Posted by Vivek on August 23, 2008
If you ask 5 different people definition of the buzzword “SOA”, they all will come with a different answers. SOA is not something that can be defined in two or three lines.
“SOA is the architectural style that supports loosely coupled services to enable business flexibility in an interoperable, technology-agnostic manner. SOA consists of a composite set of business-aligned services that support a flexible and dynamically re-configurable end-to-end business processes realization using interface-based service descriptions.”
To be more precise, any SOA must exhibit the following features:
Loose coupling – Services maintain a relationship that minimizes dependencies and only requires that they retain an awareness of each other.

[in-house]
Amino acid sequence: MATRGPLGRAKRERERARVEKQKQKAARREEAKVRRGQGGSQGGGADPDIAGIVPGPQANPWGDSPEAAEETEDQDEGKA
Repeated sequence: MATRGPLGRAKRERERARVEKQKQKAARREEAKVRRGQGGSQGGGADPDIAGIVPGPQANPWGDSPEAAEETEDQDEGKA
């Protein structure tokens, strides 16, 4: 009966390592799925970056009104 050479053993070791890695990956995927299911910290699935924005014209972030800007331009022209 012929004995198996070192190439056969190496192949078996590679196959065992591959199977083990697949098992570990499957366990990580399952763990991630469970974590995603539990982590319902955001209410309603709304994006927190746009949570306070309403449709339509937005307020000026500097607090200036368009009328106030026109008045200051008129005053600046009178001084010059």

Service contract – Services adhere to a communications agreement, as defined collectively by one or more service descriptions and related documents.
Autonomy – Services have control over the logic they encapsulate.
Abstraction – Beyond what is described in the service contract, services hide logic from the outside world.
Reusability – Logic is divided into services with the intention of promoting reuse.
Composability – Collections of services can be coordinated and assembled to form composite services.
Statelessness – Services minimize retaining information specific to an activity.
Discoverability – Services are designed to be outwardly descriptive so that they can be found and assessed via available discovery mechanisms.
This is important when the following objectives are to be achieved: